Facebook launches Zoom competitor, Live Nation amends refund policy and Google shares ways to market during COVID-19

Also: Museums show off their sassiest objects on Twitter, workout wear company offers free masks, why PR pros should embrace digital skills, and more.

Hello, communicators:

Workout clothing company Dhvani is offering a free mask to anyone in the United States:

You can request your free mask at DHVANI.com/FreeMasks and donate to help others receive masks through the company’s GoFundMe campaign.

Dhvani is one of many brands offering relief and extras to both essential workers and consumers throughout the pandemic. CNN compiled a list of organizations offering discounts and free products to front-line health care workers.

What can you offer to bolster spirits and make lives easier?

Here are today’s top stories:

Facebook launches Zoom rival

The social media platform is beefing up its video offerings with the launch of “Messenger Rooms,” a virtual video-conferencing tool that enables up to 50 people to “drop in on you whenever they like” (though room creators can remove people at any time).

The video chats, which come with virtual backgrounds and augmented reality filters, will expand to Instagram, WhatsApp and Facebook’s smart home device, Portal.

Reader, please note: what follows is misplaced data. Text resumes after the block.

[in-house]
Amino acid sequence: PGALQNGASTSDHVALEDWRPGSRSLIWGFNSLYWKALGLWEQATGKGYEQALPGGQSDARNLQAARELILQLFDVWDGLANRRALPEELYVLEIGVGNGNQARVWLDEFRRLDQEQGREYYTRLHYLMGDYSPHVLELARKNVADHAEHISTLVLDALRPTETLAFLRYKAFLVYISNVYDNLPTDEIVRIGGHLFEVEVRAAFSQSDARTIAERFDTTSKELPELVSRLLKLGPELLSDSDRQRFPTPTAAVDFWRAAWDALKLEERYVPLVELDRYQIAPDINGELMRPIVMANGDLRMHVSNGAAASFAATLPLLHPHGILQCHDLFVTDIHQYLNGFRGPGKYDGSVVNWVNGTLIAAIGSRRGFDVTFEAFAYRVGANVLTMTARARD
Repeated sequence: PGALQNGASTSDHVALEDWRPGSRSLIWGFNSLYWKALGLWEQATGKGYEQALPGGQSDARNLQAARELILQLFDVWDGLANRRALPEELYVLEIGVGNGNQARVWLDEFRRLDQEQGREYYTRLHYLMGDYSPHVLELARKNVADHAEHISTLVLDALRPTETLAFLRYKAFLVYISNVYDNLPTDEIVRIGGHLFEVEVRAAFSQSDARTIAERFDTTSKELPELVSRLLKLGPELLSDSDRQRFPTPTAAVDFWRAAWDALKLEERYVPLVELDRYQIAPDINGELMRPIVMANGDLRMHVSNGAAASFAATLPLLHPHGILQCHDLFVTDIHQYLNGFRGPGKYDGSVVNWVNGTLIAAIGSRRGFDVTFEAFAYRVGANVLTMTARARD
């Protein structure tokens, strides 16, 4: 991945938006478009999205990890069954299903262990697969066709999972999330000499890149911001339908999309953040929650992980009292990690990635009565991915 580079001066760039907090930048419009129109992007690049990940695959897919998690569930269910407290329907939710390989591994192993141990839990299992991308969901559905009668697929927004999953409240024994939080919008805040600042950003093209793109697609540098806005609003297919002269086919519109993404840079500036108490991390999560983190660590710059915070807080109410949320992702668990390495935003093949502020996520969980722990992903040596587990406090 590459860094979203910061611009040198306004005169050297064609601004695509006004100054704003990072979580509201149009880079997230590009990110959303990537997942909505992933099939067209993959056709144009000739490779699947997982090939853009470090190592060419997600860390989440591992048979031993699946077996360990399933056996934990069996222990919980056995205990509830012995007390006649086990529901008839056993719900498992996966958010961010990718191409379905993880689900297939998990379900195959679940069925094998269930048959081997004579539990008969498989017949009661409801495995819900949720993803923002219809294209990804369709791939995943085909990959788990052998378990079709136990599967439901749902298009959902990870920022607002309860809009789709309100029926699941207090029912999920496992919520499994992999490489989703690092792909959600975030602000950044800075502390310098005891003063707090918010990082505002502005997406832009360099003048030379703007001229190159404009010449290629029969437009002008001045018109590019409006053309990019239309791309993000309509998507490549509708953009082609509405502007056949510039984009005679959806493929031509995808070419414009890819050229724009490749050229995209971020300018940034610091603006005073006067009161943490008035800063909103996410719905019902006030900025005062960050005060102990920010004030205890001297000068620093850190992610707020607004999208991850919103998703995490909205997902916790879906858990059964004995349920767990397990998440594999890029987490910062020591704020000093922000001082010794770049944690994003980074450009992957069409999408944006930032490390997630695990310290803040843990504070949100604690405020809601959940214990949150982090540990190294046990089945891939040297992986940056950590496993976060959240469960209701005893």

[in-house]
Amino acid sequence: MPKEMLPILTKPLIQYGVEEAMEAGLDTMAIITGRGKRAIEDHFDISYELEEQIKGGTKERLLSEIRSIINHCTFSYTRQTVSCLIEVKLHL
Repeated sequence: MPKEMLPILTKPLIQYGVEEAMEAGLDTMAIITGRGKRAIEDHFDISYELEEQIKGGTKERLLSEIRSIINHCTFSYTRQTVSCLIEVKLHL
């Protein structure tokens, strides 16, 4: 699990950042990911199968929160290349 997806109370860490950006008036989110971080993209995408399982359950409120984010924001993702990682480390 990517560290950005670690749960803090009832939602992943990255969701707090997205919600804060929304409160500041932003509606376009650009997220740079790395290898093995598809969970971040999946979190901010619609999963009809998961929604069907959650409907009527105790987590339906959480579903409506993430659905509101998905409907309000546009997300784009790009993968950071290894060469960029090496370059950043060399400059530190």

Facebook’s co-founder and chief executive, Mark Zuckerberg, also announced additional video features in a personal Facebook post:

For live video, there are now more than 800 million daily actives engaging with livestreams across Facebook and Instagram for workout classes, concerts, faith services and more. We’re bringing Live With back to Facebook so you can add another person into your live video. We’re also making it easier to raise money and donate money directly in Live. On Instagram, you can now watch live videos on desktop and we’re also adding a feature to let you save your live videos to IGTV. You’ll also be able to go live from Portal to Facebook Pages and Groups soon as well.

Why it matters: In its announcement, Facebook reported that “between Messenger and WhatsApp, more than 700 million accounts participate in voice and video calls every day, and the number of calls has more than doubled in many countries since the pandemic began.” The features offer another way for you to easily connect with online communities and forge deeper relationships with brand advocates.